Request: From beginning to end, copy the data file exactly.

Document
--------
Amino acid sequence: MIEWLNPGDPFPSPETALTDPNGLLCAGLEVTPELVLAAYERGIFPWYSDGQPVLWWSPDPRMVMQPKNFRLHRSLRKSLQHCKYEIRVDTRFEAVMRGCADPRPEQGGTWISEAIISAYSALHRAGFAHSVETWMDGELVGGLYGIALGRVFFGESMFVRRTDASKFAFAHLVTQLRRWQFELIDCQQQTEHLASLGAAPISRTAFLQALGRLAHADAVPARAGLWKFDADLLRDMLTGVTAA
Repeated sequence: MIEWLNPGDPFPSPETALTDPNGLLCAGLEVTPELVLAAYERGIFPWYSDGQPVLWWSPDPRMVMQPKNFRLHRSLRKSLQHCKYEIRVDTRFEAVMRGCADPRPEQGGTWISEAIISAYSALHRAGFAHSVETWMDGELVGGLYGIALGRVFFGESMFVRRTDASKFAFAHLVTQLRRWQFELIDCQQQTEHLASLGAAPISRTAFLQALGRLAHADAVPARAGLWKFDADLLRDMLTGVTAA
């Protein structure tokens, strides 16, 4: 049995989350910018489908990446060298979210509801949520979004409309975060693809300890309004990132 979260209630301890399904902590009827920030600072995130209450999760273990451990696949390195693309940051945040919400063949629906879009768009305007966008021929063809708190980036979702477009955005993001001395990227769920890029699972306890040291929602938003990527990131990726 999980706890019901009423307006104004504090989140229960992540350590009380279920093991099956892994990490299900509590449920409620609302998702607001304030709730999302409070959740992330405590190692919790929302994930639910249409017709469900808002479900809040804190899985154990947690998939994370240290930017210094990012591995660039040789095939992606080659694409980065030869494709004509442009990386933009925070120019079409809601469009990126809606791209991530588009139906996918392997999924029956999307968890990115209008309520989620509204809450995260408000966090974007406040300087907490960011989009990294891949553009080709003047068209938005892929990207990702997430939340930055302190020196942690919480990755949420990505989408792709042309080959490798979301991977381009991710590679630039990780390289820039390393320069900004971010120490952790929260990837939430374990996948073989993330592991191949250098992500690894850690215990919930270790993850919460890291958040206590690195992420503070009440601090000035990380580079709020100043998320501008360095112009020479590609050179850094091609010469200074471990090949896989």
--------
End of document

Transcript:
Amino acid sequence: MIEWLNPGDPFPSPETALTDPNGLLCAGLEVTPELVLAAYERGIFPWYSDGQPVLWWSPDPRMVMQPKNFRLHRSLRKSLQHCKYEIRVDTRFEAVMRGCADPRPEQGGTWISEAIISAYSALHRAGFAHSVETWMDGELVGGLYGIALGRVFFGESMFVRRTDASKFAFAHLVTQLRRWQFELIDCQQQTEHLASLGAAPISRTAFLQALGRLAHADAVPARAGLWKFDADLLRDMLTGVTAA
Repeated sequence: MIEWLNPGDPFPSPETALTDPNGLLCAGLEVTPELVLAAYERGIFPWYSDGQPVLWWSPDPRMVMQPKNFRLHRSLRKSLQHCKYEIRVDTRFEAVMRGCADPRPEQGGTWISEAIISAYSALHRAGFAHSVETWMDGELVGGLYGIALGRVFFGESMFVRRTDASKFAFAHLVTQLRRWQFELIDCQQQTEHLASLGAAPISRTAFLQALGRLAHADAVPARAGLWKFDADLLRDMLTGVTAA
């Protein structure tokens, strides 16, 4: 049995989350910018489908990446060298979210509801949520979004409309975060693809300890309004990132 979260209630301890399904902590009827920030600072995130209450999760273990451990696949390195693309940051945040919400063949629906879009768009305007966008021929063809708190980036979702477009955005993001001395990227769920890029699972306890040291929602938003990527990131990726 999980706890019901009423307006104004504090989140229960992540350590009380279920093991099956892994990490299900509590449920409620609302998702607001304030709730999302409070959740992330405590190692919790929302994930639910249409017709469900808002479900809040804190899985154990947690998939994370240290930017210094990012591995660039040789095939992606080659694409980065030869494709004509442009990386933009925070120019079409809601469009990126809606791209991530588009139906996918392997999924029956999307968890990115209008309520989620509204809450995260408000966090974007406040300087907490960011989009990294891949553009080709003047068209938005892929990207990702997430939340930055302190020196942690919480990755949420990505989408792709042309080959490798979301991977381009991710590679630039990780390289820039390393320069900004971010120490952790929260990837939430374990996948073989993330592991191949250098992500690894850690215990919930270790993850919460890291958040206590690195992420503070009440601090000035990380580079709020100043998320501008360095112009020479590609050179850094091609010469200074471990090949896989």